Expansion of earthquake exposures in East Asia
Chen, Xian Yong
Date of Issue2015
School of Civil and Environmental Engineering
Institute of Catastrophe Risk Management
The conglomeration of urban settlements creates concentrations of assets that are exposed to natural hazards. This is borne out in recent history where widespread destruction in urban areas has been caused by natural hazards (e.g. 2011 Tohoku earthquake and 2011 Thai Floods). Quantification of natural hazard risk will help boost our preparedness and response planning on multiple fronts. This project explores a new framework to predict macro-level seismic losses for urban regions based on urban growth theories. This systemic approach for exposure and loss projection involves 1) Bayesian Probabilistic Models to predict Population Growth, 2) Urban Scaling Laws to predict growth of macroeconomic indicators, and 3) Loss Functions to calculate seismic loss potential for regions. Combining urban data with computational methods, we are able to generate region-level GDP and urban land extent estimates for the future. These exposure projections can be used to estimate macro-level seismic losses for urban regions with consideration of structural vulnerability and local seismology. Macroeconomic data from 31 administrative regions in China have been used for this study to generate exposure projections (GDP and urban land) in year 2030. These exposure predictions are used in loss quantification methods that estimate potential losses of up to US$110 billion for the Shanghai region arising from an earthquake of ground shaking intensity ‘X’. The study of macroeconomic statistics and urban scaling relations has also revealed underlying relationships and characteristics between economic and spatial growth that will aid forward-looking urban planning and disaster reduction strategies.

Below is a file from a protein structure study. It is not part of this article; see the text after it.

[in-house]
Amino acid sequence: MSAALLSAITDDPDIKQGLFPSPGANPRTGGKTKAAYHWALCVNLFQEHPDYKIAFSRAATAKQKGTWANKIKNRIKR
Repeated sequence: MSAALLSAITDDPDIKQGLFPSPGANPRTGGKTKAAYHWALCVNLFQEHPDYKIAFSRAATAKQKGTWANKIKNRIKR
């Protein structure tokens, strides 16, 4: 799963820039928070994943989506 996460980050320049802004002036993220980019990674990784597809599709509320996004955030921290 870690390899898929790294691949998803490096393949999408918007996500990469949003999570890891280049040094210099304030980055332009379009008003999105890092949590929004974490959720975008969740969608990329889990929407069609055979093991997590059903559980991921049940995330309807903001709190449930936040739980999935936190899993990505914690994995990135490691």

Final Year Project (FYP)
Nanyang Technological University